Also it should be clarified that Thomas Jefferson was very much an unacknowledged anti-federalist; however, he denied being either, although he did write that he was nearer to being federalist than anti-federalist. Mr. Jefferson (serving as the Ambassador to France at the time), along with many others, did not take part in the Constitutional Convention to craft what was to become our U.S. Constitution—though he did craft our charter document, the Declaration of Independence. That having been stated, Thomas Jefferson also held that federalism should remain preferentially weak and limited with consideration to the several states.


If our Legislature was the least bit honest, at all, they would have long ago informed the populace that it had been knowingly collecting federal income taxes in a manner never intended by breadth of the Sixteenth (XVI) Amendment. That they have been taking in far too much revenue per annum, permitting for more than $2.3-trillion to be converted from the pool of individual taxpayers, from their income-capital. And that our system of perpetually inflating currency is really but a very slick hidden tax being imposed upon the people that had never been authorized by Congress.

Our political system is not dysfunctional because of our U.S. Constitution or James Madison; it is so because whenever a phrase, such as ‘checks and balances’, ‘enumerated powers’, ‘necessary and proper’, 'probable cause', 'reasonableness', or ‘unalienable rights’ is uttered to the Legislature, they indiscriminately roll their eyes in apathetic disgust. Moreover, our system of government is broken because it has become infested thru-and-thru by communist-progressivism, and shameful paganism. Our Legislature has come to view our U.S. Constitution as being either wholly irrelevant or otherwise malleable to their fancy.

How convenient such is for the few governing in ascension over the rest of us?

Now of course, there will always remain small factions of individuals that are willing to subscribe to mantras of the ends justifying the means. Such has been known since Rome (preceding 43 BC) by Marcus Tullius Cicero: “A nation can survive its fools, and even the ambitious. But it cannot survive treason from within. … A murderer is less to fear. The traitor is the plague.” There they will go on about, diligently performing their covert tasks—sanctioned to remain under the radar by partisan tact—to realize their selfish goals, to then seize upon their own aggrandized opportunities. However, the U.S. Constitution, that is our constitution, is not a white elephant. It is in vast, desperate need of resuscitation, of restoration; it is not in any need, whatsoever, of repealing, radicalizing, or disobeying. In discarding the U.S. Constitution, you are as well, casting away our own Great American Charter—the Declaration of Independence.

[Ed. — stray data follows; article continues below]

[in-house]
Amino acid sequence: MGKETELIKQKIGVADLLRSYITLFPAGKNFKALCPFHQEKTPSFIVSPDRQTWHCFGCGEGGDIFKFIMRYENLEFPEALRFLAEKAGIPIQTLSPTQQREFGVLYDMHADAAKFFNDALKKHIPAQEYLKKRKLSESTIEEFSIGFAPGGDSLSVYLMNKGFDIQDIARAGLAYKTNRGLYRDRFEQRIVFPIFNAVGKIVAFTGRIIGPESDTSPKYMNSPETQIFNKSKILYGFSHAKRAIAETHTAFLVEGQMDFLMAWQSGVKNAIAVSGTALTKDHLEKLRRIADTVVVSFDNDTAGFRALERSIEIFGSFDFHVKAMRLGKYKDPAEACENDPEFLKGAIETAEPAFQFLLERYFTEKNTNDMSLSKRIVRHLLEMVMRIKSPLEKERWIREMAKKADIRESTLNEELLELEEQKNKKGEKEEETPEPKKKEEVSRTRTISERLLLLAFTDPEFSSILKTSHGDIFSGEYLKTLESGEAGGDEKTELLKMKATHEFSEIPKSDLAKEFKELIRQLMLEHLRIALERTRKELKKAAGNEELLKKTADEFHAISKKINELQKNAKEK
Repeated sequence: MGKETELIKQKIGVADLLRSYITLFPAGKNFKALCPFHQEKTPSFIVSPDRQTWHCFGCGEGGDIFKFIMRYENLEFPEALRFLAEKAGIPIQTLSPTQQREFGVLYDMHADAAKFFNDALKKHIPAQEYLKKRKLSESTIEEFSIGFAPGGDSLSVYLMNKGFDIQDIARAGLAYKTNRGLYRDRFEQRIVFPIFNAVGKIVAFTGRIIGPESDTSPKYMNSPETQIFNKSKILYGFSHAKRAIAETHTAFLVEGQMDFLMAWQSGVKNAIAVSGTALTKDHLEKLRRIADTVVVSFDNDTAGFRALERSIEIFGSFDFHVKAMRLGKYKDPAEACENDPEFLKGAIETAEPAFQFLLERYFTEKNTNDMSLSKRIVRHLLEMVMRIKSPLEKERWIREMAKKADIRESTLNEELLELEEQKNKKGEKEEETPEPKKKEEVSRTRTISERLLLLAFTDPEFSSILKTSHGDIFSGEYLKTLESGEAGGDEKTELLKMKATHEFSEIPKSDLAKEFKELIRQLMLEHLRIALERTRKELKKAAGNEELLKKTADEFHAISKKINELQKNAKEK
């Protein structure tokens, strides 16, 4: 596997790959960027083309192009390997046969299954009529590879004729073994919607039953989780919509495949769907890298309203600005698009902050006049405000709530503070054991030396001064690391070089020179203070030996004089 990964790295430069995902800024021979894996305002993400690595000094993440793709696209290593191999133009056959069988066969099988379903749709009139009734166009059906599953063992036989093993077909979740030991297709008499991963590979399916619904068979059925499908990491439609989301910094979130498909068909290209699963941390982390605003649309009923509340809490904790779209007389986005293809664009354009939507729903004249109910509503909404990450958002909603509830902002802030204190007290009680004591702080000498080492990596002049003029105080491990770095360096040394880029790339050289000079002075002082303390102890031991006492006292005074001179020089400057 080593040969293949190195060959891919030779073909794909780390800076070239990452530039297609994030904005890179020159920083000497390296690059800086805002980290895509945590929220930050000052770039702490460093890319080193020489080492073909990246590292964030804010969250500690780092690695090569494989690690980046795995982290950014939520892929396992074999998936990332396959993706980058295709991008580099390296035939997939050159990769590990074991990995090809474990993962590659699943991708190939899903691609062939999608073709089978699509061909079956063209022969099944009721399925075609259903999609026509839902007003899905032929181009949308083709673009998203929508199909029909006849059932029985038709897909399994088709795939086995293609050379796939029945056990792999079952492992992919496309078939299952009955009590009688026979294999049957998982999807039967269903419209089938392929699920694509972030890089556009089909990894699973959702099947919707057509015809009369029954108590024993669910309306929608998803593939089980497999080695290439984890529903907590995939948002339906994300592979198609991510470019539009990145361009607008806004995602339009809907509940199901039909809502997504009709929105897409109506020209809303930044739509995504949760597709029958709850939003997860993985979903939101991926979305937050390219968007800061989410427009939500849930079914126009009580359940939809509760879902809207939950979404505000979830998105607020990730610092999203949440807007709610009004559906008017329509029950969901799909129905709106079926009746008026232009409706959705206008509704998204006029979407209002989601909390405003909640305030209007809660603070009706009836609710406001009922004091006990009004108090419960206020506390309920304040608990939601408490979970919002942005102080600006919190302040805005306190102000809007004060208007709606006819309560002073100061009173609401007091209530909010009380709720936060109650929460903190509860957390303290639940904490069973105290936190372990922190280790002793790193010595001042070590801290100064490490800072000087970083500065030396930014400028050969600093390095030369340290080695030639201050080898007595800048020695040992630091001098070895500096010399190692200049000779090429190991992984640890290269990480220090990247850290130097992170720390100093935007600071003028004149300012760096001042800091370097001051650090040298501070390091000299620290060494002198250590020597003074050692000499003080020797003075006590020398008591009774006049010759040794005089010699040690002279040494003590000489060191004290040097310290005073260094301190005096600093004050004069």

Moreover, if this is not about the upholding of our most basic of laws, which are fundamental and natural, then what is the point of any of this? For we exist indigent within an oceanic capriciousness, if yet of petulant relativity.

Still perhaps, a bit of humor may be found in the incongruity of this all, in that the very document they (e.g., neo-liberals, political leftists, progressives, etc.) loath so very much is as well that which empowers their professional existence, having come to provide them with vast personal enrichment and domineering authoritarianism.

Clearly, we all should begin reflecting as to why the whole of our representatives in government have, rather than coming to revere the fundaments of our United States of America, opted instead to denigrate it; and truly, is it any small-wonder as to why we, as individuals, have become so immorally lost inside of our supposed modernist egalite? Perhaps, resolve is to be found in a revised mantra, for it has been adequately stated, if you do not stand for something, you shall fall for anything.

In closing, seriously, if by whatever chance, any of our Forefathers were to walk into the White House, one of three things would very likely happen: (A) they would instantaneously die from a burst artery after coming to realize the arbitrary horror of dependency and democratic subjugation that has metastasized throughout their envisioned United States of America; (B) they would be immediately shot and killed by two-dozen Secret Service agents, as they exclaimed “Back to Britain, all of you treasonous traitor Tories!” and shot-dead every single disgraceful government official found cowering throughout the White House; or (C) they would be assassinated immediately by a CIA, NSA, or Pentagon ordered unmanned drone strike for posing a risk to national security and being a known domestic terrorist.

And now that the legislators and do-gooders have so futilely inflicted so many systems upon society, may they finally end where they should have begun: May they reject all systems, and try liberty; for liberty is an acknowledgment of faith in God and His works.

Frederic Bastiat (The Law , “Let Us Now Try Liberty”, 1850)


The two enemies of the people are criminals and government, so let us tie the second down with the chains of the Constitution so the second will not become the legalized version of the first.

Thomas Jefferson

Since the general civilization of mankind, I believe there are more instances of the abridgment of the freedom of the people by gradual and silent encroachments of those in power, than by violent and sudden usurpations; but, on a candid examination of history, we shall find that turbulence, violence, and abuse of power, by the majority trampling on the rights of the minority, have produced factions and commotions, which, in republics, have, more frequently than any other cause, produced despotism. If we go over the whole history of ancient and modern republics, we shall find their destruction to have generally resulted from those causes.